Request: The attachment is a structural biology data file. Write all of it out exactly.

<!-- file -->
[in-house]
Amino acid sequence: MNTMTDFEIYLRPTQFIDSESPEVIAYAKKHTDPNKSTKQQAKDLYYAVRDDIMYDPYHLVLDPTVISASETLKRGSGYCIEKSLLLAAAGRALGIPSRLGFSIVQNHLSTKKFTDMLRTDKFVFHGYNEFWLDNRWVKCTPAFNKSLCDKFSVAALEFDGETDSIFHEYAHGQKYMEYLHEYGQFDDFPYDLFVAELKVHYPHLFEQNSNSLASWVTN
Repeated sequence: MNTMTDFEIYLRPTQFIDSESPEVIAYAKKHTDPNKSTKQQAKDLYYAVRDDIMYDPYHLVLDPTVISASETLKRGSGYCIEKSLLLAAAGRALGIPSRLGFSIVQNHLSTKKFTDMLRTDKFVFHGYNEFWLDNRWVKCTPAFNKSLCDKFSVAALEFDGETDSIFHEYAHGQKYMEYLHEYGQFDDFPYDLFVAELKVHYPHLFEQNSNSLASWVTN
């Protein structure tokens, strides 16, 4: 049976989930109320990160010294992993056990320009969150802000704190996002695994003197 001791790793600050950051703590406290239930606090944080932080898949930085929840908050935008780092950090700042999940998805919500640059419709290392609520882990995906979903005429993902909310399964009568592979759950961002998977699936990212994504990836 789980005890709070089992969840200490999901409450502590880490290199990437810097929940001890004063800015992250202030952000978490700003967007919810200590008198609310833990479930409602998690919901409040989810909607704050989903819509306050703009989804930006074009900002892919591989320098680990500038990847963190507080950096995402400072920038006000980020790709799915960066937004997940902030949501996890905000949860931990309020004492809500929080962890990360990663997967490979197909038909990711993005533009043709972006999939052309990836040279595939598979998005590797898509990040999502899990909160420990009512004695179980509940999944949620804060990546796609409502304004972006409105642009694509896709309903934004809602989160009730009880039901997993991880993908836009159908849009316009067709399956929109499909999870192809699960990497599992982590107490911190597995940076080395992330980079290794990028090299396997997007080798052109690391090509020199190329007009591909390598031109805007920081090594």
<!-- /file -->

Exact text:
[in-house]
Amino acid sequence: MNTMTDFEIYLRPTQFIDSESPEVIAYAKKHTDPNKSTKQQAKDLYYAVRDDIMYDPYHLVLDPTVISASETLKRGSGYCIEKSLLLAAAGRALGIPSRLGFSIVQNHLSTKKFTDMLRTDKFVFHGYNEFWLDNRWVKCTPAFNKSLCDKFSVAALEFDGETDSIFHEYAHGQKYMEYLHEYGQFDDFPYDLFVAELKVHYPHLFEQNSNSLASWVTN
Repeated sequence: MNTMTDFEIYLRPTQFIDSESPEVIAYAKKHTDPNKSTKQQAKDLYYAVRDDIMYDPYHLVLDPTVISASETLKRGSGYCIEKSLLLAAAGRALGIPSRLGFSIVQNHLSTKKFTDMLRTDKFVFHGYNEFWLDNRWVKCTPAFNKSLCDKFSVAALEFDGETDSIFHEYAHGQKYMEYLHEYGQFDDFPYDLFVAELKVHYPHLFEQNSNSLASWVTN
């Protein structure tokens, strides 16, 4: 049976989930109320990160010294992993056990320009969150802000704190996002695994003197 001791790793600050950051703590406290239930606090944080932080898949930085929840908050935008780092950090700042999940998805919500640059419709290392609520882990995906979903005429993902909310399964009568592979759950961002998977699936990212994504990836 789980005890709070089992969840200490999901409450502590880490290199990437810097929940001890004063800015992250202030952000978490700003967007919810200590008198609310833990479930409602998690919901409040989810909607704050989903819509306050703009989804930006074009900002892919591989320098680990500038990847963190507080950096995402400072920038006000980020790709799915960066937004997940902030949501996890905000949860931990309020004492809500929080962890990360990663997967490979197909038909990711993005533009043709972006999939052309990836040279595939598979998005590797898509990040999502899990909160420990009512004695179980509940999944949620804060990546796609409502304004972006409105642009694509896709309903934004809602989160009730009880039901997993991880993908836009159908849009316009067709399956929109499909999870192809699960990497599992982590107490911190597995940076080395992330980079290794990028090299396997997007080798052109690391090509020199190329007009591909390598031109805007920081090594």